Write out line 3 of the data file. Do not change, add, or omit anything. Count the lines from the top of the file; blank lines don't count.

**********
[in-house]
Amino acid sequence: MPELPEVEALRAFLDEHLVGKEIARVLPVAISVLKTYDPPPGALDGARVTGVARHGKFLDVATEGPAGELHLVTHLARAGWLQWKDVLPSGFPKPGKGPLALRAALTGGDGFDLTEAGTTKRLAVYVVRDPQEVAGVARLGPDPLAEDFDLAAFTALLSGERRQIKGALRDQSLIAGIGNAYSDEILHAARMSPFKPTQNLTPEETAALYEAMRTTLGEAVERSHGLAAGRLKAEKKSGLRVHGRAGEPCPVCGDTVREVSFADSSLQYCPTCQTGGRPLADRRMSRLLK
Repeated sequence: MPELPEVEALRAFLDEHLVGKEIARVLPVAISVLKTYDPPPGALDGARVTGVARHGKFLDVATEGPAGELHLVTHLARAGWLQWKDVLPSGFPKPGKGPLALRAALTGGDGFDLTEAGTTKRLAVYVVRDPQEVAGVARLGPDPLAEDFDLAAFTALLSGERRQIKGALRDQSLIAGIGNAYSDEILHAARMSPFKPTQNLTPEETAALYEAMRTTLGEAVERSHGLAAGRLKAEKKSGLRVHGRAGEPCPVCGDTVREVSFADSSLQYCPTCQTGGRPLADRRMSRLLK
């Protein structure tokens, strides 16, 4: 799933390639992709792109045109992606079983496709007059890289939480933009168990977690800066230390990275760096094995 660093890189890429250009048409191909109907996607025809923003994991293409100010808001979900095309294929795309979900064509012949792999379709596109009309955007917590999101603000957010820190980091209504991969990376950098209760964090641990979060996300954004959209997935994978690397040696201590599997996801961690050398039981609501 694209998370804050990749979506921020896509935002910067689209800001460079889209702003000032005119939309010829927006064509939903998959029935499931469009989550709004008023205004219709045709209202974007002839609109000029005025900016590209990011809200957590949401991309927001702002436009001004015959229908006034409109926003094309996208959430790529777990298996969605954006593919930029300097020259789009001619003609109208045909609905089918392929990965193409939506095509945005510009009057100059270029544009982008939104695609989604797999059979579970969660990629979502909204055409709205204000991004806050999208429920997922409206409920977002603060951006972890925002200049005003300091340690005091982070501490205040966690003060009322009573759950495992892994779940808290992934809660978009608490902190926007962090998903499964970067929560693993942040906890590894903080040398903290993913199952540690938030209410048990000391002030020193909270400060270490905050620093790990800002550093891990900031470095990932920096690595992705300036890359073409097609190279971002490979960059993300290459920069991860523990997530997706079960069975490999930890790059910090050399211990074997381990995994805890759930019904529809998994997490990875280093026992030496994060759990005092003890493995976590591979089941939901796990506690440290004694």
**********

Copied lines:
Repeated sequence: MPELPEVEALRAFLDEHLVGKEIARVLPVAISVLKTYDPPPGALDGARVTGVARHGKFLDVATEGPAGELHLVTHLARAGWLQWKDVLPSGFPKPGKGPLALRAALTGGDGFDLTEAGTTKRLAVYVVRDPQEVAGVARLGPDPLAEDFDLAAFTALLSGERRQIKGALRDQSLIAGIGNAYSDEILHAARMSPFKPTQNLTPEETAALYEAMRTTLGEAVERSHGLAAGRLKAEKKSGLRVHGRAGEPCPVCGDTVREVSFADSSLQYCPTCQTGGRPLADRRMSRLLK